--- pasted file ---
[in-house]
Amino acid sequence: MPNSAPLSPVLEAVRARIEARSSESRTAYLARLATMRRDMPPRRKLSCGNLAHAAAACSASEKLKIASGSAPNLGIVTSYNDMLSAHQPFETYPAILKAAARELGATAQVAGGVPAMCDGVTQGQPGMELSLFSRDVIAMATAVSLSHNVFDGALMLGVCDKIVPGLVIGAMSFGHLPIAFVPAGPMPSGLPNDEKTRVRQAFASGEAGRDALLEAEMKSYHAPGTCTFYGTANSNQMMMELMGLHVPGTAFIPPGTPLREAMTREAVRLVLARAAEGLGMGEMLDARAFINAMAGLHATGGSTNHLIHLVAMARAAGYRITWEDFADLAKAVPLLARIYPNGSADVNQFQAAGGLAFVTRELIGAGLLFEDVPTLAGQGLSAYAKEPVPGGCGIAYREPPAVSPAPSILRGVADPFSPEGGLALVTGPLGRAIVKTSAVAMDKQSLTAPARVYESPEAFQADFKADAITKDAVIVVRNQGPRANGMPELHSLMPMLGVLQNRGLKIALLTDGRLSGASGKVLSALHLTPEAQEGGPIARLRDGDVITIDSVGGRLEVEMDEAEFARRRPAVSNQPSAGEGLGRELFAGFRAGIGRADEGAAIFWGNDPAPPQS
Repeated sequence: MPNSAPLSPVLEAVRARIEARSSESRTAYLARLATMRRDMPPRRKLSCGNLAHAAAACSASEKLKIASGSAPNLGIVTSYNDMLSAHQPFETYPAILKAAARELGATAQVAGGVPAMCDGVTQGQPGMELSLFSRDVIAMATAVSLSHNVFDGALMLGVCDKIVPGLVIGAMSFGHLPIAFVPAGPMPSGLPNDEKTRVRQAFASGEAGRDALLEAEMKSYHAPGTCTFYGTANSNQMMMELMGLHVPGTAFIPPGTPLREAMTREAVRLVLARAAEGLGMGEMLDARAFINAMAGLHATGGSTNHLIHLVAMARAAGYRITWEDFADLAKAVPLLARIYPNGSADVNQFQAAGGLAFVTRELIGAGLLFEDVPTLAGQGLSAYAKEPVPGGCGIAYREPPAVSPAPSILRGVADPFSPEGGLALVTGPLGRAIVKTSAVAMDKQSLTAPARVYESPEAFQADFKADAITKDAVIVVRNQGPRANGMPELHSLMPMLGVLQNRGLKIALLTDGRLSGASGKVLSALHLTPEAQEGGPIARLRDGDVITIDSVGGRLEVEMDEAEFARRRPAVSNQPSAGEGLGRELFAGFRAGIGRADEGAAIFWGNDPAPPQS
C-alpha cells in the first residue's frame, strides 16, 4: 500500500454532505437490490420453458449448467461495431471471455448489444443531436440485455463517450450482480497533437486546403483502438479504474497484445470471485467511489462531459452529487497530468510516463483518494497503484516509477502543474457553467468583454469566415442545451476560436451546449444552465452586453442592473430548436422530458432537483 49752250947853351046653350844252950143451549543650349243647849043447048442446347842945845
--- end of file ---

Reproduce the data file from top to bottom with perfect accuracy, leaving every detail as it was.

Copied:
[in-house]
Amino acid sequence: MPNSAPLSPVLEAVRARIEARSSESRTAYLARLATMRRDMPPRRKLSCGNLAHAAAACSASEKLKIASGSAPNLGIVTSYNDMLSAHQPFETYPAILKAAARELGATAQVAGGVPAMCDGVTQGQPGMELSLFSRDVIAMATAVSLSHNVFDGALMLGVCDKIVPGLVIGAMSFGHLPIAFVPAGPMPSGLPNDEKTRVRQAFASGEAGRDALLEAEMKSYHAPGTCTFYGTANSNQMMMELMGLHVPGTAFIPPGTPLREAMTREAVRLVLARAAEGLGMGEMLDARAFINAMAGLHATGGSTNHLIHLVAMARAAGYRITWEDFADLAKAVPLLARIYPNGSADVNQFQAAGGLAFVTRELIGAGLLFEDVPTLAGQGLSAYAKEPVPGGCGIAYREPPAVSPAPSILRGVADPFSPEGGLALVTGPLGRAIVKTSAVAMDKQSLTAPARVYESPEAFQADFKADAITKDAVIVVRNQGPRANGMPELHSLMPMLGVLQNRGLKIALLTDGRLSGASGKVLSALHLTPEAQEGGPIARLRDGDVITIDSVGGRLEVEMDEAEFARRRPAVSNQPSAGEGLGRELFAGFRAGIGRADEGAAIFWGNDPAPPQS
Repeated sequence: MPNSAPLSPVLEAVRARIEARSSESRTAYLARLATMRRDMPPRRKLSCGNLAHAAAACSASEKLKIASGSAPNLGIVTSYNDMLSAHQPFETYPAILKAAARELGATAQVAGGVPAMCDGVTQGQPGMELSLFSRDVIAMATAVSLSHNVFDGALMLGVCDKIVPGLVIGAMSFGHLPIAFVPAGPMPSGLPNDEKTRVRQAFASGEAGRDALLEAEMKSYHAPGTCTFYGTANSNQMMMELMGLHVPGTAFIPPGTPLREAMTREAVRLVLARAAEGLGMGEMLDARAFINAMAGLHATGGSTNHLIHLVAMARAAGYRITWEDFADLAKAVPLLARIYPNGSADVNQFQAAGGLAFVTRELIGAGLLFEDVPTLAGQGLSAYAKEPVPGGCGIAYREPPAVSPAPSILRGVADPFSPEGGLALVTGPLGRAIVKTSAVAMDKQSLTAPARVYESPEAFQADFKADAITKDAVIVVRNQGPRANGMPELHSLMPMLGVLQNRGLKIALLTDGRLSGASGKVLSALHLTPEAQEGGPIARLRDGDVITIDSVGGRLEVEMDEAEFARRRPAVSNQPSAGEGLGRELFAGFRAGIGRADEGAAIFWGNDPAPPQS
C-alpha cells in the first residue's frame, strides 16, 4: 500500500454532505437490490420453458449448467461495431471471455448489444443531436440485455463517450450482480497533437486546403483502438479504474497484445470471485467511489462531459452529487497530468510516463483518494497503484516509477502543474457553467468583454469566415442545451476560436451546449444552465452586453442592473430548436422530458432537483 49752250947853351046653350844252950143451549543650349243647849043447048442446347842945845